Get a roll of toilet paper. Stand at the door to greet the students in the morning. As they come in, ask them to take "as much as they will need". (I never tell them what they will need it for...) Once the morning bustle has settled down, explain to the students that they will share one thing about themselves for each piece of toilet paper they have. 

Some students will stick to one fact per square. Others may "think outside the square" and rip their pieces into smaller pieces so they can share more about themselves. And, others may keep their piece "whole". It's a fun activity that can give you some great insight into how your students think.


Have a great start to the school year!




August 14, 2016

Searching For Ticonderoga or, (Where Has My Favorite Pencil Gone?)

An Open Letter From a Fourth Grade Teacher to Her Favorite Pencil
Dear Ticonderoga,

It been an amazing run. Really. I look back on our time together (more than a decade) and can't believe how quickly the time has gone by. We've been through it all; good times (grading, conferences, CSEs) and not-so-good (testing, BEDS day, PD) and you have always been right by my side. You have been the one constant in this ever-changing career...until last fall.

I've searched deep within and I am convinced: it's not me, it's you. You have changed. I miss your perfectly centered graphite and your spongy non-smudging erasers. What's happened? How could this be? I want the old Ticonderoga back. The one I know and love.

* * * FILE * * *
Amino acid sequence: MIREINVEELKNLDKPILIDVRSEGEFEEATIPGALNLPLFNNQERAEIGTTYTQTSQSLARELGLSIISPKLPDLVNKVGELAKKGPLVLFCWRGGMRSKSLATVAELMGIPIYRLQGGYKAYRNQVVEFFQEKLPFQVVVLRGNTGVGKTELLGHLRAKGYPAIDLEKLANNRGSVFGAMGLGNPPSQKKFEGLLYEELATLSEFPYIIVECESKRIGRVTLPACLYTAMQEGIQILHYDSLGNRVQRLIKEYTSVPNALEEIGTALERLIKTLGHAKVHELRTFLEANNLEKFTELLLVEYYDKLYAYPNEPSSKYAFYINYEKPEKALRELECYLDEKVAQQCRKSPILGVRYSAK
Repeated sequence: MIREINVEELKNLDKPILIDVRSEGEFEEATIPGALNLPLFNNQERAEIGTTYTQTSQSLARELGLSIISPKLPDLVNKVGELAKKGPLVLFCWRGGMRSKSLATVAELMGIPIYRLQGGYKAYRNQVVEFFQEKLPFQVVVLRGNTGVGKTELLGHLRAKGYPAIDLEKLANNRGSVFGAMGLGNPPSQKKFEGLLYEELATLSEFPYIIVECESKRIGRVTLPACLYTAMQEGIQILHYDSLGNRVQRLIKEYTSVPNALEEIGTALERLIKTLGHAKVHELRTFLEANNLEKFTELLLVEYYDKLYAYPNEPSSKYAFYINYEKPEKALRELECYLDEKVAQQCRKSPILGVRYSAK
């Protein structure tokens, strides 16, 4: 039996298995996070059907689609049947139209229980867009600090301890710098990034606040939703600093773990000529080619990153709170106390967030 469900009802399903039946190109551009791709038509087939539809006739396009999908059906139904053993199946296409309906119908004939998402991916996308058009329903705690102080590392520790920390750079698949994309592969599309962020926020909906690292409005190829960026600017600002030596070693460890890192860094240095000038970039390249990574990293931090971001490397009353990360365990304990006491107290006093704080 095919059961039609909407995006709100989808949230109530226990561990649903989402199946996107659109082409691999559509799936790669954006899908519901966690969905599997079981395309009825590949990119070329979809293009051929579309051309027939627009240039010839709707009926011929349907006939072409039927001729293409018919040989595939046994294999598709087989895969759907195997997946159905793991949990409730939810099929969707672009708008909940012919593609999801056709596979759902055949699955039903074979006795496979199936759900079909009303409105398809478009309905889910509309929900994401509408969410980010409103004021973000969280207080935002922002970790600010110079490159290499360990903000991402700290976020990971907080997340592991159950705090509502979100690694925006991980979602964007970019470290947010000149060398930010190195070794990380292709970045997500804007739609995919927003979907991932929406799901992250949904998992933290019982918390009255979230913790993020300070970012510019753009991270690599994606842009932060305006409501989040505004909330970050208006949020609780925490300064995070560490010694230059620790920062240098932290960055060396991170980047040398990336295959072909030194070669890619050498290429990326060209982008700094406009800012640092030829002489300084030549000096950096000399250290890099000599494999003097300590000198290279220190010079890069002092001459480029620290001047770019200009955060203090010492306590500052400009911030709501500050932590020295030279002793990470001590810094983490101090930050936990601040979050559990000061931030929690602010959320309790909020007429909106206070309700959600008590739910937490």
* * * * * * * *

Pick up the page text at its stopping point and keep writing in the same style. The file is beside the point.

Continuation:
At first, I thought it was me. Perhaps I had angled the pencil incorrectly while trying to sharpen. I even blamed the students, "How hard are you pressing down to erase?" "You broke another tip already?" But, it was you the whole time. All you. 

I even have proof.
I am begging you. Please bring back the old Ticonderoga. Find it within you to center that graphite and hold on to a correctly constructed eraser using a quality ferrule. You can do it. You did it before and you can do it again. 

You have it within you to get back to "The World's BEST PENCIL". And when you do, I will be right here waiting...

August 7, 2016

WHY YOU STILL NEED SPMS! or, (What Are You Waiting For?)

Hello Everyone!
Remember how I told you about the membership I'm using to take amazing photos, videos, and graphic designs with just my iPhone? Well, it's open to new students again - but just for a week from August 8-15th! Now is your chance!
This membership has been a game-changer for my social media presence and my business. It's self-paced, gives you lifetime access, and I take it right from my phone whenever I have a free moment. With the ease of access and linking capabilities, you will be able to not only keep up, but excel, in areas of your business with just your iPhone!

If you're interested, make sure you sign up by August 11th before the price increases by 10% - bit.ly/SPMSfritcher (affiliate link)

This course has revolutionized the way I approach social media. In the three months I have been learning and applying different techniques, I have noted the following:
* Number of followers on Teachers Pay Teachers increased by 30%
* Number of followers on Instagram increased by 80%

Now, granted, I may have increased followers without the knowledge I have gained...but I doubt it would have been that fast. The catalyst has been my ability to create quality images and posts from just my iPhone!

Sign up today and you'll get instant, lifetime access to easy-to-follow lessons on:
* product photography
* graphic design
* sales graphic creation